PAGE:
Other sensors which are designed as sleeve sensors are known from DE 37 03 458 C2 and U.S. Pat. No. 4,109,643. In sleeve sensors, the carrier component is designed as a sleeve which can be pushed onto the finger or toe and then surrounds the latter on all sides. However, the opening width of the sleeves can be changed only to a relatively limited extent. In the case of relatively large fingers or toes, the pressure becomes so great that the blood flow in the finger or toe is obstructed. In the case of relatively small fingers or toes, the contact with the surface may be lost, so that in this case too no measurements are possible. Furthermore, these sleeve sensors are constructed in a relatively complex manner, so that they are expensive to manufacture and are used only as reusable sensors.
A common feature of the known sensors is that they are suitable only as reusable sensors on account of their complex design and/or to achieve a sufficiently high functional reliability must be provided in various sizes in order to be able to carry out the desired measurements on patients of different size.
The object of the present invention is to specify an improved embodiment for a medical sensor of the type mentioned in the introduction, which makes it possible in particular to carry out the necessary measurements on a number of, preferably all, conventional patients with one sensor size. Furthermore, it should be possible to manufacture the sensor in such an economical manner that is can be provided as a disposable sensor.
This object is achieved according to the invention by the subject matter of the independent claim. Advantageous embodiments form the subject matter of the dependent claims.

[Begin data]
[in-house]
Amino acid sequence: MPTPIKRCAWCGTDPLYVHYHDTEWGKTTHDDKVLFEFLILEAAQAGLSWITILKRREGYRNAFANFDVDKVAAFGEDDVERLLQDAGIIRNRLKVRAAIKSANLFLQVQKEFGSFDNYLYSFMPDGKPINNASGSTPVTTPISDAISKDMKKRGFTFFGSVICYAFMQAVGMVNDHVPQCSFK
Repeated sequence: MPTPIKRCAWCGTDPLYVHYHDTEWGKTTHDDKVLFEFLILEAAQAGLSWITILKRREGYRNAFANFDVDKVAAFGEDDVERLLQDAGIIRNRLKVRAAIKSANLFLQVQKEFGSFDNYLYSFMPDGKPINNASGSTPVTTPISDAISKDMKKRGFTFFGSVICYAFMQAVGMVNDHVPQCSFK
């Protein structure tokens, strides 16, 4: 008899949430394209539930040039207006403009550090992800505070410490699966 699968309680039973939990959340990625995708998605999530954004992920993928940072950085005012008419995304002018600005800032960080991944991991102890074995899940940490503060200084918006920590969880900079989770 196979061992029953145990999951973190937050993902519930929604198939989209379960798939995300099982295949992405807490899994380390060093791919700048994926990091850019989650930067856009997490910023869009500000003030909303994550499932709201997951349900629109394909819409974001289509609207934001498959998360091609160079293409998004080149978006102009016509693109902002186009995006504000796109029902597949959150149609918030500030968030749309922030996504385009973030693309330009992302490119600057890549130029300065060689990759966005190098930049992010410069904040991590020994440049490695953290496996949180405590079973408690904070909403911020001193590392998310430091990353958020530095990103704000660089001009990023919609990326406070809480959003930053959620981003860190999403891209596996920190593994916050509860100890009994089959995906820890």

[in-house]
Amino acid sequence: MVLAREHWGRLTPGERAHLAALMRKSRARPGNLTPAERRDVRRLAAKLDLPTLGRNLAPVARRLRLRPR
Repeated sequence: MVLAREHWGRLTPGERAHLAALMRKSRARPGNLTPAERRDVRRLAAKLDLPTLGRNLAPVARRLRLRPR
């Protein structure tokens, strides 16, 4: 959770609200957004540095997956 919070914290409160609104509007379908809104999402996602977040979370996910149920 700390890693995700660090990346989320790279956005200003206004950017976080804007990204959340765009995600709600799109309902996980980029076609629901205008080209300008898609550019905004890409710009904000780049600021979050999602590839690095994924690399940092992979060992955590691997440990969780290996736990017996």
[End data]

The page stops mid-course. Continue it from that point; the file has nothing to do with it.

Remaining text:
The invention is based on the general concept of equipping the sensor with a clip-like flexible carrier part and a likewise clip-like, but more rigid, spring part, where the relatively flexible carrier part carries the transmitter and the receiver on opposite carrier legs while the relatively hard spring part prestresses the carrier legs toward one another by virtue of opposite spring legs. By means of the proposed design, the functions “holding and positioning of the transmitter and receiver” and “retaining of the sensor on the finger or toe” are distinct from one another and assigned to different components. As a result, it is possible to optimize the various components in relation to their function. According to the invention, the carrier part is designed to be more flexible than the spring part, as a result of which the carrier part can adapt better to the finger or toe that is inserted in each case. By contrast, by means of a spring force the spring part generates the necessary retaining forces to keep the sensor on the respectively inserted finger or toe.
The sensor according to the invention in principle operates like a clip sensor but does not require a positioning spindle and can accordingly be manufactured in an economical manner. By configuring the carrier part and the spring part with in each case two legs which are connected to one another by a base, the sensor can be dimensioned relatively simply in a manner such that it can be used for a relatively large finger or toe diameter range.
A particularly economical manufacture results when the carrier part is made in one piece and/or when the spring part is made in one piece. Carrier part and/or spring part may then be manufactured in large numbers economically, as a result of which the manufacturing costs for the sensor are considerably reduced.
One embodiment in which the spring part has at least one spring zone which connects together two support sections that adjoin it, said support sections being more rigid than the spring zone, is particularly advantageous. By means of this design, the spring characteristic of the spring part can be deliberately configured such that there are restoring forces that are adapted to the opening widths.